• 5. www.hrp.net 44 "I make a good salary" (43 percent). Observation: If your financial picture is such that you simply cannot afford to pay competitive salaries, do as much as you can in the intangible areas. Also, level with employees about the reason salary budgets aren't increasing as rapidly as both you and the employee would like. Position the issue as a matter of joint concern and, without inspiring false hopes, try to offer a general scenario in which your business will pick up (allowing for better raises), and the role employees can play in making that happen. That can transform the dynamic from "us versus them" to "we're all in the same boat." 55 "There is still a lot of uncertainty in the job market" (35 percent). Observation: Assuming your company is not going away any time soon and you aren't planning any layoffs, you can reinforce the message that you have a good track record of keeping employees on board in good times and bad.
  • 6. www.hrp.net 66 "I have a quick commute" (35 percent). Observation: Lucky employees! 77 "I have a good boss who watches out for me" (32 percent). Observation: You should always strive to have well-trained, compassionate, yet firm supervisors. Employees like having bosses they believe care about them, but don't respect pushover bosses. 88 "I feel valued and my accomplishments are recognized" (29 percent). Observation: As with #7 above, this is human resource management 101. Other surveys frequently show this as an even more highly ranked reason employees stick around.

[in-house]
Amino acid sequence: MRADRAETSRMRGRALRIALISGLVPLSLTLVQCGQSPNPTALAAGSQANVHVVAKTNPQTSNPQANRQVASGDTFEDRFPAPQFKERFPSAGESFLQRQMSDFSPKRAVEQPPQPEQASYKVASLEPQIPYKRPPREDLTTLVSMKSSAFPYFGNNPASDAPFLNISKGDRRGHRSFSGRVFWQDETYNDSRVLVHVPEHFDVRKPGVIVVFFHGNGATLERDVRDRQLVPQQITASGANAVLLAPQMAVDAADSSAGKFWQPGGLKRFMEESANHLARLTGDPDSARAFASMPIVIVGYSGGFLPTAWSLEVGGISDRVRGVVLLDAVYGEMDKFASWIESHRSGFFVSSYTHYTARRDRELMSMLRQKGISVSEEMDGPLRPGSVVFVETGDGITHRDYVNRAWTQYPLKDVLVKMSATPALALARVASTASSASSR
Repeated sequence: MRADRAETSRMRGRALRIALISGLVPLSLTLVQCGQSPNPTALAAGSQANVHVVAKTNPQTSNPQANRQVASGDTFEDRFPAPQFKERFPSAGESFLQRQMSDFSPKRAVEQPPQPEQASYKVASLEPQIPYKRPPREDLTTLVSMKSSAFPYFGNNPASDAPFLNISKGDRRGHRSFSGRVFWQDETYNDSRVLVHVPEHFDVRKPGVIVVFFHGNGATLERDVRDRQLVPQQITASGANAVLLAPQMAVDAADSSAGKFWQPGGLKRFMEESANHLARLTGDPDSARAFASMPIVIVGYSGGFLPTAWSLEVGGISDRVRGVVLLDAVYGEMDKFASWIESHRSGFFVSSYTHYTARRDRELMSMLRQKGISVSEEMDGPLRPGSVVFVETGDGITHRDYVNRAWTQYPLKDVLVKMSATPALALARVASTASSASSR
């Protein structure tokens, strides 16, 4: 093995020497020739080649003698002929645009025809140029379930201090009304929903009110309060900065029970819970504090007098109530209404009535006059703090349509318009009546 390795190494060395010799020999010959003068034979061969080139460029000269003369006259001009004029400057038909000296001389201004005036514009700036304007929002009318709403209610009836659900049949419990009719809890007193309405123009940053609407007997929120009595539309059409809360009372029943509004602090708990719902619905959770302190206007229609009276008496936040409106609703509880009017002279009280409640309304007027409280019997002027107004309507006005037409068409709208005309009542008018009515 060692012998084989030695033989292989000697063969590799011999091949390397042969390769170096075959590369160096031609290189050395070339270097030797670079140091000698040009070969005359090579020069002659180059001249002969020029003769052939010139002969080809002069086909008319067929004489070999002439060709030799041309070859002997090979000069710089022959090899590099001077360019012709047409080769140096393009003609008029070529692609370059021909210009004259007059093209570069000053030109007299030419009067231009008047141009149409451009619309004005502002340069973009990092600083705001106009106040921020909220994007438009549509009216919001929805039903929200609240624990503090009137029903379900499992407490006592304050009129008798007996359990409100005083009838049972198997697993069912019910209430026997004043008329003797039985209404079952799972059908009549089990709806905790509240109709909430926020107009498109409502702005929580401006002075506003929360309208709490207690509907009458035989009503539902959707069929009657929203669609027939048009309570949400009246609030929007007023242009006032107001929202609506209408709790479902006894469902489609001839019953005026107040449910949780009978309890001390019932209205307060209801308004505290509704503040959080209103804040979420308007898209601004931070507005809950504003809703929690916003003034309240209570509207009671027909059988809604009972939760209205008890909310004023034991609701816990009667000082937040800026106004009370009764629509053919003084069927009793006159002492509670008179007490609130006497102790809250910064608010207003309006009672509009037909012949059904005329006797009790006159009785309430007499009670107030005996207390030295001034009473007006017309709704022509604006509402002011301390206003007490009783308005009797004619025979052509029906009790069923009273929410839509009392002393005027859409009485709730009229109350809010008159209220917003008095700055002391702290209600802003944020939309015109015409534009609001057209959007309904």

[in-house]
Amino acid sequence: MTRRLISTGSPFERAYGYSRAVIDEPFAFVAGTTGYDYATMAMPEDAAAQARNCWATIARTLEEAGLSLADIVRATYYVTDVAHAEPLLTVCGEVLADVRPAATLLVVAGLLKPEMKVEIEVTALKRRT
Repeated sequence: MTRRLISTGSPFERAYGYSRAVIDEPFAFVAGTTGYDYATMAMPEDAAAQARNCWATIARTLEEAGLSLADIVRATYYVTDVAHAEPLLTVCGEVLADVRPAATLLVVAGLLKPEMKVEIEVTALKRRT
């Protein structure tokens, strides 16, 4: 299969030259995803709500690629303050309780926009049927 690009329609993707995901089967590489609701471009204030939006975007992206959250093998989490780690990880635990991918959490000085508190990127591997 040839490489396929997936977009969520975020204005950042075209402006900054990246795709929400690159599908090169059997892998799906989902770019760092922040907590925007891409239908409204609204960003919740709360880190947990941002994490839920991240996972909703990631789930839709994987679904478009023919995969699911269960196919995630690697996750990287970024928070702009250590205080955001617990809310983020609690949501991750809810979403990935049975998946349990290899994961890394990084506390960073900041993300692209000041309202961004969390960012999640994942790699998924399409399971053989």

• 7. Top 10 Staffing Challenges www.hrp.net » Employers responding to a Harris poll conducted on behalf of CareerBuilder ranked their top staffing challenges as follows: 1. Retaining top talent (32 percent) 2. Lifting employee morale (31 percent) 3. Providing competitive compensation (27 percent) 4. Worker burnout (26 percent) 5. Maintaining productivity levels (25 percent) 6. Managing organizational changes (20 percent) 7. Employee engagement and Providing upward mobility (tied at 17 percent) 1. Providing enough training activities (15 percent) 2. Cutting down on cost-per-hire (12 percent) 3. Lack of succession planning and Limited recruitment budget (tied at 11 percent)
  • 8. Valuing "Mature" Workers A final notable statistic from another recent CareerBuilder survey: "Mature" (defined as 50+ years old) workers are becoming more highly valued, even as their salary expectations are dropping. www.hrp.net Experienced, older workers do have a lot to offer, of course -- including emotional maturity, as their euphemistic label suggests. That can be an important calming influence within your workforce. That is particularly true if it's dominated by high-energy, highly competitive and ego-driven employees who, despite other strengths, can wreak havoc with the quality of your work environment.
  • 9. www.hrp.net The CareerBuilder survey found 53 percent of employers plan to hire from the 50+ demographic this year, a step up from 48 percent last year. Two- thirds reported they would consider hiring a mature worker for a job they are over-qualified for. This represents a shift from the view that over-qualified workers will bail out at the first opportunity. This may be partly attributable to the fact that many older workers are not expecting salaries commensurate with their experience: More than one-third of employers reported receiving job applications from mature workers for entry-level positions. In some cases, that might merely reflect desperation on the part of those applicants. Yet in others, it might just be a case of people winding down their careers and seeking a less demanding job.
  • 10. 14550 Torrey Chase Blvd., Ste. 360 Houston, TX 77014 USA www.hrp.net E-mail : info@hrp.net Toll Free Phone Fax : : : 877.880.4477 281.880.6525 281.866.9426